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The Requirements: 2 essays of up to 150 words each
The University of Minnesota’s brief supplement asks you to envision your life on campus, both as a student and community member. The only way to do that, dear students, is to learn about the school. So set aside some quality time to gather information any way you can: campus visit, phone call with a professor, or even reading through the school website. So prepare to read our guide and then set aside a good hour or so to get your research on.
We’ve said it once and we’ll say it again. The three steps to writing a good Why essay are research, research, and research. Spend some quality time on the school website (or visit campus, if you can) and get to know the University of Minnesota beyond the basic facts and figures. In this case, you’ll want to focus on your major (or majors) of choice. Learn all about the department, faculty, notable alumni, and any special programs or opportunities for undergrads. Jot down the details that excite and appeal to you. At the end of your research sesh, you should have a good constellation of information that will show admissions exactly why you and the University of Minnesota were meant to be. And don’t be afraid to get enthusiastic and share some of your personal story. Maybe your family’s tendency to move around has made you think a lot about what makes a house a home, and the University of Minnesota’s Housing Studies program provides an ideal outlet for your musings. To get this essay right, you need to go beyond listing the reasons you like the program, and make a compelling case for exactly why you and your program of choice are a match made in heaven.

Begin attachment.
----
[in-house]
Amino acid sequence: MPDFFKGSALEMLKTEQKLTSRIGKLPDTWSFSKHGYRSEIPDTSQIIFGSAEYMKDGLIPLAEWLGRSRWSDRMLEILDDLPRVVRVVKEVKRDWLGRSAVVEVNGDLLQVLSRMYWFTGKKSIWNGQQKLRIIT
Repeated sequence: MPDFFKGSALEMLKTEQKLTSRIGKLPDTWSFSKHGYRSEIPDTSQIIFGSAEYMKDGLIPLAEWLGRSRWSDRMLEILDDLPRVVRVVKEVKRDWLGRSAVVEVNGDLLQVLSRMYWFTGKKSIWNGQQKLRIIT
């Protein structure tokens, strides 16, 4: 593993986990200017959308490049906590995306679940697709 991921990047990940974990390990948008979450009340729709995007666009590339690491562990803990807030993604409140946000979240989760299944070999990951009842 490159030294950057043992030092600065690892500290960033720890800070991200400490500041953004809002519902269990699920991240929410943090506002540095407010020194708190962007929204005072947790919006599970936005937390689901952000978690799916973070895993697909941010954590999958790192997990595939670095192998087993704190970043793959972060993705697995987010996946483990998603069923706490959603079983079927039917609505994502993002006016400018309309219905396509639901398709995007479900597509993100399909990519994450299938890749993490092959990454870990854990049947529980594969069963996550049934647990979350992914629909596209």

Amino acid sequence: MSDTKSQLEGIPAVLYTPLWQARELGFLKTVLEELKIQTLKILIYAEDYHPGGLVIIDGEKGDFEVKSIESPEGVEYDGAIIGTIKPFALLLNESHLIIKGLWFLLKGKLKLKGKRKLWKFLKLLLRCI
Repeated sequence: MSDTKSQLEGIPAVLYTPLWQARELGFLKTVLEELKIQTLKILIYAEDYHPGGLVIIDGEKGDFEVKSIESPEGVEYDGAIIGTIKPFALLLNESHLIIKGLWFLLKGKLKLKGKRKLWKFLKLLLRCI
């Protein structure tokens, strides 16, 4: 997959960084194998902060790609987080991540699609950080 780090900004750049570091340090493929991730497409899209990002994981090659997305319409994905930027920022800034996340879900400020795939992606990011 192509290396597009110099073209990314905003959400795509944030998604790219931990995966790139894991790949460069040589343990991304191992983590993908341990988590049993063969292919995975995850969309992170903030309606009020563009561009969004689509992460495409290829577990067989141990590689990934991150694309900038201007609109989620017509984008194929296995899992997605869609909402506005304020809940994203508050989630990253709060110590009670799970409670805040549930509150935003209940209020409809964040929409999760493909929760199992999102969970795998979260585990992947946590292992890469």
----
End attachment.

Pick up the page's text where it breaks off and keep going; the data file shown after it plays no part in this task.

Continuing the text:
This so-called optional question is absolutely not optional. It’s essentially a secondary Why essay (rolled in with a Community essay) and an ideal opportunity to tell admissions a little bit more about yourself and commitment to the school. Luckily, 150 words amounts to a slim paragraph. Not to mention the fact that diversity-centered Why and Community essays like this one are becoming increasingly common. In other words, it’s very likely you’ll be able to recycle an essay you wrote for another application, which we highly recommend for optional questions. Just make sure you meet the correct word limit and swap out any school-specific details. And, as always, aim to tell admissions something new. Focus on an aspect of your background that you haven’t yet covered elsewhere on your application.
Despite the relatively tight word limit, you’ll make this essay memorable by packing it with personal details. Any research you conducted for the first prompt will definitely come in handy here as well. But at the end of the day, this essay is about your background, so think about the most defining communities in your life, from your family and school, to your fellow cellists or Harry Potter fans. How has a key community or affinity impacted the person you are today? By pushing you or sheltering you? Use your research to envision your life on campus. Could you be someone that would benefit from leaving a protective bubble? Or you might you enter the University of Minnesota community hoping to raise awareness about a particular issue? Or is this a new opportunity for you to find like-minded individuals?